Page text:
Generally, having various different exercises in your workout routine is a pretty good idea. You’ll exercise more areas of your body, and reap a greater array of health benefits from doing so. However, when using a Tabata ride as a key part of your exercise routine, less is often more.
The traditional 4-minute Tabata ride has been proven to be extremely beneficial in a number of ways. Despite its short duration, one that is significantly shorter than the vast majority of other HIIT workouts, the Tabata ride rivals them in terms of benefits to your fitness. For example, exercising using a Tabata ride for as little as 6-12 weeks can increase your VO2 max by 15%. In other words, this is the amount of oxygen your blood can retain while exercising, improving your aerobic exercise ability. The higher your VO2 max, the easier you’ll find cycling.
This isn’t to say that you won’t get anything out of a less intensive Tabata ride. Fitting one into your workout routine, even if it’s a fairly short and sweet format, will still improve your aerobic ability over time. As with anything, you’ll need to think about what you want to get out of it, then customize your Tabata ride to suit you.
Also Read: Brick Workouts: Are They Right For You?
Fitness benefits of doing a Tabata workout
In addition to increasing your VO2 max, incorporating a Tabata ride into your exercise routine has a host of benefits. If you’re willing to push yourself, you stand to gain the following benefits:
- Burn calories fast
- Burn off fat quickly by improving fat oxidation
- Improve your cycling strength and speed
- Improve your cycling sprint, pedaling faster for longer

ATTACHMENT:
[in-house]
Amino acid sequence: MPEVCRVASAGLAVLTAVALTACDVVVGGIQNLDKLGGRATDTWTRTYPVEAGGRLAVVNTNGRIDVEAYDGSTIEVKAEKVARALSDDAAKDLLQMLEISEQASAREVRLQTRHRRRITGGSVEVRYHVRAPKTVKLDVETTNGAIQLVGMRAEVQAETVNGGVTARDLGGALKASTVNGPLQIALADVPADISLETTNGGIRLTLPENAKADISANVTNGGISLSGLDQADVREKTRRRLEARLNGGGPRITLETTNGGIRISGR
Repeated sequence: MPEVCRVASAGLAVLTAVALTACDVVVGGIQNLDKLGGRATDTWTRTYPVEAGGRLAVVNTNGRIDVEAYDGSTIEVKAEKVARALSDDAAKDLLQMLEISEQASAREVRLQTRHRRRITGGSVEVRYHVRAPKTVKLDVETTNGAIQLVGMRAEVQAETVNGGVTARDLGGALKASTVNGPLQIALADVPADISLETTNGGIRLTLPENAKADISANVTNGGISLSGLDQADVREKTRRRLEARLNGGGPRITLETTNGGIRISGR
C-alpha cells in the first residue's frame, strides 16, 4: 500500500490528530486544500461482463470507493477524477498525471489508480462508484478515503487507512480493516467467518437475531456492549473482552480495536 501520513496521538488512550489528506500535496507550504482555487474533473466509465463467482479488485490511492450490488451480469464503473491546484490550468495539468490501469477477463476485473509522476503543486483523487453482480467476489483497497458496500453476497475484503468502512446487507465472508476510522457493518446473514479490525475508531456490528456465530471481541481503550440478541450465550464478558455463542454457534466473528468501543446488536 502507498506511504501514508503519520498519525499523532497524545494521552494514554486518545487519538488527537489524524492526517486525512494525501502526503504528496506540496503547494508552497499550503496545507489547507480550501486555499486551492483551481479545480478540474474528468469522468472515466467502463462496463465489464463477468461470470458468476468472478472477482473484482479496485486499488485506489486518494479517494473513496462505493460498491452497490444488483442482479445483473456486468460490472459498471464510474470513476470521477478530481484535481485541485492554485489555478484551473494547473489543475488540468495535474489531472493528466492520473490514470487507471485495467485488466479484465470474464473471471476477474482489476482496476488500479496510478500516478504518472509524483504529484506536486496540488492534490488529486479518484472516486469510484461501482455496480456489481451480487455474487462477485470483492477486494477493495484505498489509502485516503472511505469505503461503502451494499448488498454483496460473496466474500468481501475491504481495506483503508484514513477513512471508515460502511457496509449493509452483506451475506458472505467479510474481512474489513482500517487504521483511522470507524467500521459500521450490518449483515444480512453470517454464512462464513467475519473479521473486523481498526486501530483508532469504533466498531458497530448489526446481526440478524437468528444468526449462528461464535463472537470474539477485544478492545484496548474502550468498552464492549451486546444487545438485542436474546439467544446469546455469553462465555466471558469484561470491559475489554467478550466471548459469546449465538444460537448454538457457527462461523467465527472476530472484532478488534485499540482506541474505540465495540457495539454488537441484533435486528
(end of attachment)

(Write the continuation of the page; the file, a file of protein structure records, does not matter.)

- Improve your ability to do other aerobic exercises
- Improve your metabolism
As you can see, there are quite a few benefits to making a Tabata ride a part of your workout routine. What’s more, you get all these benefits and more in as little as 4 minutes. Not bad, if you can stand the pressure.
What is the Difference Between HIIT Ride and Tabata Ride?
High-Intensity Interval Training (HIIT) and Tabata are two popular workout styles that have gained immense popularity in recent years. Both of these workouts involve short bursts of intense exercise followed by periods of rest, and they are designed to help people burn fat, increase endurance, and improve overall fitness levels.
While these workouts may seem similar, there are some key differences between them that make them unique.
HIIT rides typically involve longer intervals of high-intensity effort, usually lasting between 30 seconds to 2 minutes, followed by periods of active recovery. Tabata rides, on the other hand, are characterized by shorter, more intense intervals, typically lasting only 20 seconds, with even shorter periods of rest.
Another key difference is the structure of the workouts. HIIT rides often follow a pyramid or ladder structure, where the intervals gradually increase in duration before decreasing again. Tabata rides, on the other hand, follow a strict 20-seconds-on, 10-seconds-off structure for each interval.
Finally, the intensity of the two workouts can also differ. HIIT rides can be adjusted to suit a range of fitness levels, with riders able to adjust the resistance and duration of the intervals to suit their needs. Tabata rides, on the other hand, are often considered more challenging due to the high-intensity intervals and short rest periods, making them better suited for experienced riders.
- Longer intervals of high-intensity effort
- Pyramid or ladder structure
- Adjustable to suit a range of fitness levels
- Shorter, more intense intervals
- Strict 20-seconds-on, 10-seconds-off structure
- More challenging and better suited for experienced riders
A Tabata ride is an unforgiving cycling exercise that can be performed indoors, one that will push your body to its limits if done properly. In return, you can expect to see massive improvements in your general fitness and your proficiency as a cyclist. If you feel up for a challenge, why not test your mettle against a Tabata ride next time you’re in the saddle?